Frictional Matching: Evidence from Law School Admission
We measure friction in the matching of students and law schools as the number of unnecessary student applications and school admissions that have to be undertaken per actual matriculation. We show that friction increases with student and school attractiveness, but decreases for top schools and students. We discuss connections with the literature on frictional matching.
|Date of creation:||2009|
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- Robert Shimer & Lones Smith, 2000.
"Assortative Matching and Search,"
Econometric Society, vol. 68(2), pages 343-370, March.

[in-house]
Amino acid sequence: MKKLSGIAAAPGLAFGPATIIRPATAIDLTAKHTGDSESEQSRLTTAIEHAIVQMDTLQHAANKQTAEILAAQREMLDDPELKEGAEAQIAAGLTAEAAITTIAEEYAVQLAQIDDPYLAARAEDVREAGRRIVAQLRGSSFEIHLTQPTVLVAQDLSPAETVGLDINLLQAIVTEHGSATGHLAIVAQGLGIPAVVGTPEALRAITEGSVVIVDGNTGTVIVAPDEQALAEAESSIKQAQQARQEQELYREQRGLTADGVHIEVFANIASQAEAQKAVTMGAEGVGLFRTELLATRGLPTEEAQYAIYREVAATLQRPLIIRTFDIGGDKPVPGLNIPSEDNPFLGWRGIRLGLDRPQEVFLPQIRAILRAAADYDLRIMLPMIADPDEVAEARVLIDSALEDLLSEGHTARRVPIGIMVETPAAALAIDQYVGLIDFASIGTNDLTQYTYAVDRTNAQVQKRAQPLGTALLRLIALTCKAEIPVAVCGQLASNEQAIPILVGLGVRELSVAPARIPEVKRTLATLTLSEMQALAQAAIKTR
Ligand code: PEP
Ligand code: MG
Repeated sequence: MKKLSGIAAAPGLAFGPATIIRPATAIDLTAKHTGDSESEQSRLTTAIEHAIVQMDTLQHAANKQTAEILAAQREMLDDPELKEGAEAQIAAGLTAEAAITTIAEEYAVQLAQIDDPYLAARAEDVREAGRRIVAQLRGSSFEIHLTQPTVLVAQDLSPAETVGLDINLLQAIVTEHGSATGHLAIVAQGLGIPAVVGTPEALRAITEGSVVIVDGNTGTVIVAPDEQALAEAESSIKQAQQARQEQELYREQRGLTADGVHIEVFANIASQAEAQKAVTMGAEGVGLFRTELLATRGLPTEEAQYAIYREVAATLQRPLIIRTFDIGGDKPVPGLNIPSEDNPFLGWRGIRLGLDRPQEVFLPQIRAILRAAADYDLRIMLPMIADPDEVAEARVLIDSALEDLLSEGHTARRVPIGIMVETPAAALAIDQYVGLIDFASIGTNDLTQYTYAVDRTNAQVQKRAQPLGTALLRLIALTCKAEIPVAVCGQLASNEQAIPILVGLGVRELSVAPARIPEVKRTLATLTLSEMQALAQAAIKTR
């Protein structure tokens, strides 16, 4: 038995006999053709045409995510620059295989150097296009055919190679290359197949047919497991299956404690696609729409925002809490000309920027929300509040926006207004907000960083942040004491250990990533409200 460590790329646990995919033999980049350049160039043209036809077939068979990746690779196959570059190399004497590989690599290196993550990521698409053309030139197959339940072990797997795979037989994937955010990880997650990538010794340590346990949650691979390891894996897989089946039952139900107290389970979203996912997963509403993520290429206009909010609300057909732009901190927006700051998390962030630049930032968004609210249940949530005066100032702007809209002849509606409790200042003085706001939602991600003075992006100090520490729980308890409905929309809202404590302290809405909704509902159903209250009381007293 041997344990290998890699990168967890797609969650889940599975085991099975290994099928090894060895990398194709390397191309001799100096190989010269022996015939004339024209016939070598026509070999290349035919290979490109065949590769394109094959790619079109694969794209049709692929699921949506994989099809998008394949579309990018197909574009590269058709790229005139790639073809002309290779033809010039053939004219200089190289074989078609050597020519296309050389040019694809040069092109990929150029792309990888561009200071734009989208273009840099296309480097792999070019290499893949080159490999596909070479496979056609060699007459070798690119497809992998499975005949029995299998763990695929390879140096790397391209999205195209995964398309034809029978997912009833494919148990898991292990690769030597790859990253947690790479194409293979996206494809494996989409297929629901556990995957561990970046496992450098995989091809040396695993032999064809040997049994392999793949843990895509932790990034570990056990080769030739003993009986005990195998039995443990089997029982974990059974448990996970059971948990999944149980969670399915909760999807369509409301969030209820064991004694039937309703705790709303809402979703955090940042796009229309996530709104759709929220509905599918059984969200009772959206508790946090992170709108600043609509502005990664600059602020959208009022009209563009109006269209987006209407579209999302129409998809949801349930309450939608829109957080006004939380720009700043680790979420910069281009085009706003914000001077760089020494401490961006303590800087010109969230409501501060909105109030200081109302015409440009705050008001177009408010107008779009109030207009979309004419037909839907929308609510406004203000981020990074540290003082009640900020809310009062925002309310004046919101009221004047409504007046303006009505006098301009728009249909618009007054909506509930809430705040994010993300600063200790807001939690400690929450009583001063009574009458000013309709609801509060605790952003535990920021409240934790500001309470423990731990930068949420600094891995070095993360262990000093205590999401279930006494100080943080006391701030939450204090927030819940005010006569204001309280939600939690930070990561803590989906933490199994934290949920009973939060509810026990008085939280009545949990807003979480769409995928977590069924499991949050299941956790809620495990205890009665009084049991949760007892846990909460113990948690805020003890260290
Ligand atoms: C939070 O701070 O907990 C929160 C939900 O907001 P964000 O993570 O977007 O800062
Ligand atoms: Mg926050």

- Shimer, R. & Smith, L., 1997. "Assortative Matching and Search," Working papers 97-2a, Massachusetts Institute of Technology (MIT), Department of Economics.
- Shimer, R. & Smith, L., 1998. "Assortive Matching and Search," Papers 98-09, Michigan - Center for Research on Economic & Social Theory.
- Shimer, R. & Smith, L., 1997. "Assortative Matching and Search," Working papers 97-2b, Massachusetts Institute of Technology (MIT), Department of Economics.
- Becker, Gary S, 1973. "A Theory of Marriage: Part I," Journal of Political Economy, University of Chicago Press, vol. 81(4), pages 813-846, July-Aug.. Full references (including those not matched with items on IDEAS)
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